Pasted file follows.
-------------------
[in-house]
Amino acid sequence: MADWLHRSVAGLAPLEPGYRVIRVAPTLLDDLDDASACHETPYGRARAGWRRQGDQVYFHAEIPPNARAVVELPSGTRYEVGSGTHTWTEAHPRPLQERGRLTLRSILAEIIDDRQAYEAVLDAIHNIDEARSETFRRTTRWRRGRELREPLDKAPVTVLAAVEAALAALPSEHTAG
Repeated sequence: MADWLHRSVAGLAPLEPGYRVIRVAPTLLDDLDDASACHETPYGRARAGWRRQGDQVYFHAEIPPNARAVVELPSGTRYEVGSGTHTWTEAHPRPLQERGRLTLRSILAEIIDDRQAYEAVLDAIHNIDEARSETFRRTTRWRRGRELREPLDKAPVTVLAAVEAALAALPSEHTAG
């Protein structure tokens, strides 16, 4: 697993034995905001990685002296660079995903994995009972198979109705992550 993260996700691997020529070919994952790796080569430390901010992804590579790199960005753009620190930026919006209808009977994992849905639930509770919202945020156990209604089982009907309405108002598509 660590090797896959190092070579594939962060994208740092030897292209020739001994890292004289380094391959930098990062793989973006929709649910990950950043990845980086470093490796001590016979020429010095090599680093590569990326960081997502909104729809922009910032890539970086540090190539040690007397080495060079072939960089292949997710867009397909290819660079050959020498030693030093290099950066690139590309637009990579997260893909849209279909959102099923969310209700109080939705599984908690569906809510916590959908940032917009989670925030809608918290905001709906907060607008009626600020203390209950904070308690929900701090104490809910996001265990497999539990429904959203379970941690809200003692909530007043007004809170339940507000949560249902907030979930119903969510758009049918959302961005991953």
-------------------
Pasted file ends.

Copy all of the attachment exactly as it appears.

[in-house]
Amino acid sequence: MADWLHRSVAGLAPLEPGYRVIRVAPTLLDDLDDASACHETPYGRARAGWRRQGDQVYFHAEIPPNARAVVELPSGTRYEVGSGTHTWTEAHPRPLQERGRLTLRSILAEIIDDRQAYEAVLDAIHNIDEARSETFRRTTRWRRGRELREPLDKAPVTVLAAVEAALAALPSEHTAG
Repeated sequence: MADWLHRSVAGLAPLEPGYRVIRVAPTLLDDLDDASACHETPYGRARAGWRRQGDQVYFHAEIPPNARAVVELPSGTRYEVGSGTHTWTEAHPRPLQERGRLTLRSILAEIIDDRQAYEAVLDAIHNIDEARSETFRRTTRWRRGRELREPLDKAPVTVLAAVEAALAALPSEHTAG
């Protein structure tokens, strides 16, 4: 697993034995905001990685002296660079995903994995009972198979109705992550 993260996700691997020529070919994952790796080569430390901010992804590579790199960005753009620190930026919006209808009977994992849905639930509770919202945020156990209604089982009907309405108002598509 660590090797896959190092070579594939962060994208740092030897292209020739001994890292004289380094391959930098990062793989973006929709649910990950950043990845980086470093490796001590016979020429010095090599680093590569990326960081997502909104729809922009910032890539970086540090190539040690007397080495060079072939960089292949997710867009397909290819660079050959020498030693030093290099950066690139590309637009990579997260893909849209279909959102099923969310209700109080939705599984908690569906809510916590959908940032917009989670925030809608918290905001709906907060607008009626600020203390209950904070308690929900701090104490809910996001265990497999539990429904959203379970941690809200003692909530007043007004809170339940507000949560249902907030979930119903969510758009049918959302961005991953």